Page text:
The way in which O'Keeffe zooms in removes any real context of the flower - we cannot see the edges on either side, nor any of the accompanying leaves of the plant. This creates an abstract artwork in which colour and form suggest other shapes that are not really there. For example, there are parts which resemble human body parts, such as ears and noses, but this is purely a coincidence. We would not browse a flower head with as much interest as this normally and this makes it harder for our brains to decipher just what we are looking at. Companre Flower Abstraction, therefore, with some of the artist's other flower paintings, where the full head is displayed. The difference is highly noticeable in going from a clear depiction of a plant to an almost random array of shapes and colour, as found here.
One of the advantages of this series of work from O'Keeffe is getting the rare opportunity to see such detail of these beautiful creations, something that would not normally occur. Each and every intricate part is beautifully rendered, with shadows used to help the flower appear deeper and more lifelike. They could also aid those studying plants and the various components that come together to create these flowers. Those more interested in the aesthetic purpose of this painting will see a stunning array of bright colour which is typical of this artist, and also the Modernist movement more generally. Tones of yellow, orange, pink surround white gradients in a delightful and uplifting array of colour that remind many of the summer months.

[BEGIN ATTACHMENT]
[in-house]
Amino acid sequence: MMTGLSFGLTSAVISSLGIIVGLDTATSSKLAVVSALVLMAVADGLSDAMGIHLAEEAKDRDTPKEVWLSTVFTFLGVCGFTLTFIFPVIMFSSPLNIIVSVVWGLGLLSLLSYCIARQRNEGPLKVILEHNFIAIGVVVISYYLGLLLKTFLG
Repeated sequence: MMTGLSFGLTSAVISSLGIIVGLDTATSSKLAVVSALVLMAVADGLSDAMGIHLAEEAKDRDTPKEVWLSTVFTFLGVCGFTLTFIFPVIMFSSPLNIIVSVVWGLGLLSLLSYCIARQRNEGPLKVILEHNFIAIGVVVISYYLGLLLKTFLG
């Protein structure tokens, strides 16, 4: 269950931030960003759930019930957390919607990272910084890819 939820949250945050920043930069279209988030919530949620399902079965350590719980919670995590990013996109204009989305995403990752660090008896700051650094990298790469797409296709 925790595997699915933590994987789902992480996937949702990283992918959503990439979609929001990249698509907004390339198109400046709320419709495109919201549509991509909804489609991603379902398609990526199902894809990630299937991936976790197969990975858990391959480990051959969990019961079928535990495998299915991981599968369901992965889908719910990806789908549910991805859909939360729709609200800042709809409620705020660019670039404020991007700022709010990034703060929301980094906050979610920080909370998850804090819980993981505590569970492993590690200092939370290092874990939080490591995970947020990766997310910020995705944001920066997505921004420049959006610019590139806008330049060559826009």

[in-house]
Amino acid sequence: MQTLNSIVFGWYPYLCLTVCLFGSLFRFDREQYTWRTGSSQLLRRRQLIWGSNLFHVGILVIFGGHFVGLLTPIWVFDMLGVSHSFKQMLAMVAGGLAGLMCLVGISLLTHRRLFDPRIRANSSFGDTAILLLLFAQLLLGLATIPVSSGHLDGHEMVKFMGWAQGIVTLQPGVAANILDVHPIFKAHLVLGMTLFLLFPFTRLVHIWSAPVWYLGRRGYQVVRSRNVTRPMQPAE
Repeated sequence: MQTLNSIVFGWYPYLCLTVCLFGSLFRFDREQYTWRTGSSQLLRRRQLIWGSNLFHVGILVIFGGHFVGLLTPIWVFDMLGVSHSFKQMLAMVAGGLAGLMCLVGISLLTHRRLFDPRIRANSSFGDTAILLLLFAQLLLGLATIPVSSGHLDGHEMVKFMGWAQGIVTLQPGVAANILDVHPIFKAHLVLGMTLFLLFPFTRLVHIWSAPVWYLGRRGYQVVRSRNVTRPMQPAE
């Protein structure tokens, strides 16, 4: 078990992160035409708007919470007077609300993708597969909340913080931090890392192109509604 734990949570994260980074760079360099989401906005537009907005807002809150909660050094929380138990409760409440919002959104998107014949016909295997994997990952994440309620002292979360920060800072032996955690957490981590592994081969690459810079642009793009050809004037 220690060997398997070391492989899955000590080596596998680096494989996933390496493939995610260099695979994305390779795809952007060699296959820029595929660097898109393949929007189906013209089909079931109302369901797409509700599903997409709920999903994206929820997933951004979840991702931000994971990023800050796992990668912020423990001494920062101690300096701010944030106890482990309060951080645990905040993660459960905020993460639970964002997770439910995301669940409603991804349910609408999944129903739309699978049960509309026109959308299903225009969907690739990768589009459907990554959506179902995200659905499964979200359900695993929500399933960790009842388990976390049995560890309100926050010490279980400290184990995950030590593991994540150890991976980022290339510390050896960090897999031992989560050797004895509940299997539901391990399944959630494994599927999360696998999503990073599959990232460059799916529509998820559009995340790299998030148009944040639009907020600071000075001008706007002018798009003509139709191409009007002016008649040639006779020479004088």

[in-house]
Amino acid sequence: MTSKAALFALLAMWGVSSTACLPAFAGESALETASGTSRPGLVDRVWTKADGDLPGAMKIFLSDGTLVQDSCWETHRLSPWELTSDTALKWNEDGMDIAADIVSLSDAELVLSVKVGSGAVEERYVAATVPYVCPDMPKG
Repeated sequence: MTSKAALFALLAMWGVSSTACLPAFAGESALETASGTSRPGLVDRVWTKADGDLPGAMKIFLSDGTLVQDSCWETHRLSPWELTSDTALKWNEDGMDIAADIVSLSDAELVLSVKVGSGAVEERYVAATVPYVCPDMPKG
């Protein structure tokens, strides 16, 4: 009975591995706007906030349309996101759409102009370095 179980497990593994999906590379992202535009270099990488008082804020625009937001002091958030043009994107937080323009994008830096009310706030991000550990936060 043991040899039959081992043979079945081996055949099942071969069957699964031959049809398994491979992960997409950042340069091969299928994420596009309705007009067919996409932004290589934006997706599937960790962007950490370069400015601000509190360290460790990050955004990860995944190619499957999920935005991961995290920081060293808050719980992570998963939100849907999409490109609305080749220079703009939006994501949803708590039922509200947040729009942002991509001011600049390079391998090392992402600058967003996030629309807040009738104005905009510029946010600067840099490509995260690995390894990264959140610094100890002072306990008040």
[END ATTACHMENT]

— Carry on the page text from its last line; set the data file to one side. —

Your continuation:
Flower Abstraction is dated at 1924, making it one of her earliest enlarged flower paintings. It is also amongst her boldest, with details enlarged more than in some of her other versions, where different flowers were used. The sizes used was also intended to immerse one in the power and beauty of nature, just as Mark Rothko's huge murals were for the purpose of overwhelming you with colour. Once speaking generally about her work in this genre, she exclaimed:
"...Paint it big and they will be surprised into taking time to look at it—I will make even busy New Yorkers take time to see what I see of flowers..."